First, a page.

Former White House Deputy Homeland Security Advisor Richard Falkenrath defends the NSA activities divulged by USA Today on Thursday in a piece in the Washington Post on Saturday. I know Rich and have a lot of respect for his knowledge of homeland security, but I think that his defense of the NSA relies heavily on inaccurate or suspect assumptions.
For example, he writes:
The potential value of such anonymized domestic telephone records is best understood through a hypothetical example. Suppose a telephone associated with Mohamed Atta had called a domestic telephone number A. And then suppose that A had called domestic telephone number B. And then suppose that B had called C. And then suppose that domestic telephone number C had called a telephone number associated with Khalid Sheik Mohammed, the mastermind of the Sept. 11, 2001, attacks. The most effective way to recognize such patterns is the computerized analysis of billions of phone records. The large-scale analysis of anonymized data can pinpoint individuals — at home or abroad — who warrant more intrusive investigative or intelligence techniques, subject to all safeguards normally associated with those techniques.
The first example he gives – connecting a known suspect to 1, 2, or 3 degrees of association – is a useful and appropriate form of investigatory analysis, and does have the potential to uncover hidden relationships among people. But that type of analysis DOES NOT REQUIRE the NSA to have complete and direct access to the entire massive database of telco call records; instead, it would be possible for the NSA or any other intelligence or law enforcement agency to query these databases through existing and legal processes, and get the limited set of information that they need to develop intelligence. I can’t fathom how NSA control of complete call records facilitates a greater level of intelligence than a limited and legally-vetted approach.
He also describes the telco call records as “anonymized data.” But anonymized data would be, by definition, entirely non-traceable to a given entity. But as Kevin Drum pointed out yesterday:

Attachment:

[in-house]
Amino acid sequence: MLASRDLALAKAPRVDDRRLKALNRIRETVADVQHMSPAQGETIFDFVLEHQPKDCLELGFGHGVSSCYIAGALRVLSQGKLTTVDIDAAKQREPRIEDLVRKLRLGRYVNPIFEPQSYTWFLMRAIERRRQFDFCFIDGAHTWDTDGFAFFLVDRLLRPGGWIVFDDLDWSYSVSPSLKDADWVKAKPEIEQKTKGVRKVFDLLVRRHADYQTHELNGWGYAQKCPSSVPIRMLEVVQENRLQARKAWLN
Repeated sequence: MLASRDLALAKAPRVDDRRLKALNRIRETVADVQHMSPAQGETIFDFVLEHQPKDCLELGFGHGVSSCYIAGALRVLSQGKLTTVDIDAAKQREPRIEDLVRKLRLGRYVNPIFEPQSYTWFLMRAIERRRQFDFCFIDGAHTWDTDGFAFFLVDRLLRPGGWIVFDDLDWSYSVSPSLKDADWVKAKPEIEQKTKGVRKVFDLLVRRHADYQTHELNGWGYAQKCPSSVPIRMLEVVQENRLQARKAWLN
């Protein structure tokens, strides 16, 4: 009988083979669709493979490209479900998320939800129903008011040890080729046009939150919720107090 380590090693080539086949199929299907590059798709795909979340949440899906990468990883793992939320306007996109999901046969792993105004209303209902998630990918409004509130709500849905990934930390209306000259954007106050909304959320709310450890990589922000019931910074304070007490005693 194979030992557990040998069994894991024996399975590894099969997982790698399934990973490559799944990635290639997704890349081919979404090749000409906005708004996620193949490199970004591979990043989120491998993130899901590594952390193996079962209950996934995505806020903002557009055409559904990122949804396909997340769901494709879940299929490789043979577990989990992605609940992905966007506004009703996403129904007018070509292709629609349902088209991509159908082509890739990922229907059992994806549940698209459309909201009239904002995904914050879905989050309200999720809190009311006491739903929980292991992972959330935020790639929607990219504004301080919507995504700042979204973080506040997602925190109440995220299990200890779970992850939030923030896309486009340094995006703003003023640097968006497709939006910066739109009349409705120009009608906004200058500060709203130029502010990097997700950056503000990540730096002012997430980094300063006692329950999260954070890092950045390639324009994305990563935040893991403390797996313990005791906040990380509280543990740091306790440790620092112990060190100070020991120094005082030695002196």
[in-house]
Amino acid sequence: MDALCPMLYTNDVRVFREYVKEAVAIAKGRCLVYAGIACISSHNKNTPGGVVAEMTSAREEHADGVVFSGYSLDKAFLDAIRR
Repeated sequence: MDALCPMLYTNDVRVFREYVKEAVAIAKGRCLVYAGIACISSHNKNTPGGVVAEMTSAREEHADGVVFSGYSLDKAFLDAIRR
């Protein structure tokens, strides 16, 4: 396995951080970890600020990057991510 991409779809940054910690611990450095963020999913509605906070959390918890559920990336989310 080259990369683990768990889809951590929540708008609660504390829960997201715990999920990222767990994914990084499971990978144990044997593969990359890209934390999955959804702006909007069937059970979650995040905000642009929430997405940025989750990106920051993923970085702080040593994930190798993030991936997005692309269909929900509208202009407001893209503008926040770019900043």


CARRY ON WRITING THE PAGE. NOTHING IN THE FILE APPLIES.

Even a child knows that phone numbers can be linked to names and addresses using ordinary commercial databases. There is absolutely nothing anonymous about this data, and only a shameless con man would try to convince us otherwise.
Later in the story, Falkenrath offers an affirmative legal interpretation of the NSA’s activities:
The three companies reported to have supplied telephone records to the NSA also appear to be acting lawfully. The Telecommunications Act of 1934, as amended, generally prohibits the release of “individually identifiable customer proprietary network information” except under force of law or with the approval of the customer. But, according to USA Today, the telephone records voluntarily provided to the NSA had been anonymized. In addition, the Electronic Communications Privacy Act of 1986 explicitly permits telecommunications companies to provide customer records to the government if the government asks for them. So it would appear that the companies have been acting not just in the public interest, but also within the law and without encroaching on the privacy of any of their customers.
Finally, Rich frames the fallout from the NSA story as a referendum on Michael Hayden’s confirmation. No doubt some people are pushing to block his confirmation because of this, but that’s a sideshow – and in fact, given his reputation has a solid manager, I don’t have a problem with his confirmation even in light of this story. What’s really at issue in light of this story is the Adminstration’s careless disregard for the Constitution and the rule of law, which I think is an immense strategic errors in the war on terror, one which strengthens our enemies, alienates our friends, divides the American public, and ultimately weakens our ability to protect the United States against the terrorist threat.